Valqari, a Chicago-based startup pioneering smart mailboxes for package delivery, believes that logistics is approaching an inflection point. “Once drone delivery is widespread,” explains CEO Ryan Walsh, “consumers will need to have smart mailboxes in order to receive those packages.”
Electronic package receptacles are already available, but they’re not widespread. At the same time, millions of packages are stolen off delivery doorsteps and porches every day, at a value of tens of millions of dollars. But in most cases, retailers absorb the cost of these thefts, leaving consumers with little motivation to invest in smart delivery technology.
Valqari believes that its technology, partnered with dozens of drone services vying to transport packages through the air, will change this calculation.
Starting With The Customer
At age seventeen, Walsh enlisted in the US Army, then graduated from Ranger School, and eventually deployed abroad three times, to Iraq and Afghanistan. Throughout his military service, Walsh frequently participated in missions that incorporated drones, and observed their evolution.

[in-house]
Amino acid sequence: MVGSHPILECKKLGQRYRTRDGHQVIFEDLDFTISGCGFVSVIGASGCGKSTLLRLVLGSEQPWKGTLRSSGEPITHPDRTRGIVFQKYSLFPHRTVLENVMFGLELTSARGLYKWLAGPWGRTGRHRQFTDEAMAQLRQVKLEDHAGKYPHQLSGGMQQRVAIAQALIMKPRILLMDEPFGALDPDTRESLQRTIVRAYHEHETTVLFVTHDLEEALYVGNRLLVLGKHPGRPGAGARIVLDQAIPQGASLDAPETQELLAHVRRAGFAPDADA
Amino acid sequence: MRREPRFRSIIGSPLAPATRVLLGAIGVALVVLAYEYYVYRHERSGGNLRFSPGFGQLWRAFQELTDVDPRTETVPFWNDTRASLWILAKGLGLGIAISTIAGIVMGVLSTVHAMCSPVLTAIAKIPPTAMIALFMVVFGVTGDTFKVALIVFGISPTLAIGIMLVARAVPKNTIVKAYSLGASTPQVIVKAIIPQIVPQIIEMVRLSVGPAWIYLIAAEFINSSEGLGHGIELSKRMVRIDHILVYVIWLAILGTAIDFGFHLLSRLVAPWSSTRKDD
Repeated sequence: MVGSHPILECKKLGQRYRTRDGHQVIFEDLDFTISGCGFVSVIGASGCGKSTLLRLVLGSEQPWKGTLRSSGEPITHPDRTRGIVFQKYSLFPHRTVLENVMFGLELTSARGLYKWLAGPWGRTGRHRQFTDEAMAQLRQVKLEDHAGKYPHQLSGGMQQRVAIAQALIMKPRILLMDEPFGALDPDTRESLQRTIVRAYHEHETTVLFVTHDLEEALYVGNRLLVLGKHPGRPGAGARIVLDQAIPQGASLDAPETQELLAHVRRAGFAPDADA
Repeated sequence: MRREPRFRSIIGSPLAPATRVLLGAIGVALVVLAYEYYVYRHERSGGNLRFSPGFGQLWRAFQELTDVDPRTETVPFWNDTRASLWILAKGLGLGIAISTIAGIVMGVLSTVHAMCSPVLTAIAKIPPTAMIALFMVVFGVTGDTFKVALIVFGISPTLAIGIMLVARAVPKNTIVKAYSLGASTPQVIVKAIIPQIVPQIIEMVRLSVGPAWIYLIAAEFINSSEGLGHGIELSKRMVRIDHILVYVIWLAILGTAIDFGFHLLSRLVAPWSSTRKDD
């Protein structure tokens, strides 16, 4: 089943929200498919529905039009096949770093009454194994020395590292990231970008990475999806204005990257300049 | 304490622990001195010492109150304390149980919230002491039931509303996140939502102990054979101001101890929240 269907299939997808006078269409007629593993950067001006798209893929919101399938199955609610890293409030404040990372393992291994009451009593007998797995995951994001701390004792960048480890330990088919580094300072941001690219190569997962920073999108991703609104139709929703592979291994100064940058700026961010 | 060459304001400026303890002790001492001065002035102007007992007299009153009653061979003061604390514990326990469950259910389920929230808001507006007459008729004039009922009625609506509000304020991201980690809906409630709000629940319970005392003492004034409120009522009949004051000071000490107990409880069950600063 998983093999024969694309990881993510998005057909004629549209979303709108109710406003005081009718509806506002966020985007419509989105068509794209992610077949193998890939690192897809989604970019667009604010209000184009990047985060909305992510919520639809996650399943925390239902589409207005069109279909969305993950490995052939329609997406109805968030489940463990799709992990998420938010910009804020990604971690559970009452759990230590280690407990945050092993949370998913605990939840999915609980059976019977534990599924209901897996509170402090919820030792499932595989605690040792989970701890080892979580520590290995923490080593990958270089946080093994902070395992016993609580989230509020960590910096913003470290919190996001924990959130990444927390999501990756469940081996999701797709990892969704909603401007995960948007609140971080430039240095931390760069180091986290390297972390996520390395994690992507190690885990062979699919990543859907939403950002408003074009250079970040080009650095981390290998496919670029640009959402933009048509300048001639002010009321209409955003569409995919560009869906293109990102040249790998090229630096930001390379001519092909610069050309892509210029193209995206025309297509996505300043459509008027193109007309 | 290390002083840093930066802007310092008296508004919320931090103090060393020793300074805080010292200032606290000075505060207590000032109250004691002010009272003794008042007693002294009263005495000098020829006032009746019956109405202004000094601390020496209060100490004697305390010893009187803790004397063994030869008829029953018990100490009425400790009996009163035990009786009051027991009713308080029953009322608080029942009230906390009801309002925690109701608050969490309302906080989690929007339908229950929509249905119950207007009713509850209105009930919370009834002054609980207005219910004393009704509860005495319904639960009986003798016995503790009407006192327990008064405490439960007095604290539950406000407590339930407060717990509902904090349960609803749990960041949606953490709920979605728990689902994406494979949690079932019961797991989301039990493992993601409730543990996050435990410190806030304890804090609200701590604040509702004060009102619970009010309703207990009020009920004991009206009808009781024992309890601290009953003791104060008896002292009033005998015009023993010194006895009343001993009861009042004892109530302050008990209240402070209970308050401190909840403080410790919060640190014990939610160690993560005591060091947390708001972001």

After leaving the military, Walsh and his co-founder, Alex Falesch, began working on various businesses together in 2013, the same year they first filed the patents for Valqari’s core technology. “We saw that everyone else was thinking about drones from a top-down perspective, designing delivery networks. Instead, we started with the customer, thinking about what would be essential for people to actually receive deliveries,” Walsh recounts.
Valqari’s current product, the Drone Delivery Station, is designed for community use. Their first commercial customer was in India, where insurance companies required proof of delivery in order to guarantee medical deliveries to rural areas.
The company’s goal in 2021 is to ramp production, in partnership with AgEagle, and expand into individual, residential delivery boxes for use in suburban environments. Valqari plans to offer these climate-controlled, residential boxes to consumers for prices competitive with other smart home appliances.
All stations are designed to both send and receive packages, allowing for two-way delivery between customers. The company partners with two dozen different drone services, such as Indro Robotics, USOG, Ascend Engineering, and Aurora Aerial, to move parcels.
Valqari has run pilot programs in many different locations, which has provided visibility into the progress of different regions. “In terms of ambition and scale of drone delivery, Canada is really the leader,” says Walsh, “Europe is number two, and the US is really behind them.”
To date Valqari has raised $4.4 million in funding, which is modest by the standard of Silicon Valley robotics startups, but has propelled the team to 22 employees based in the Midwest.
In 2021, the company will focus on scaling up manufacturing and development, along with launching the next generation of its community mailbox, Drone Delivery Station V2.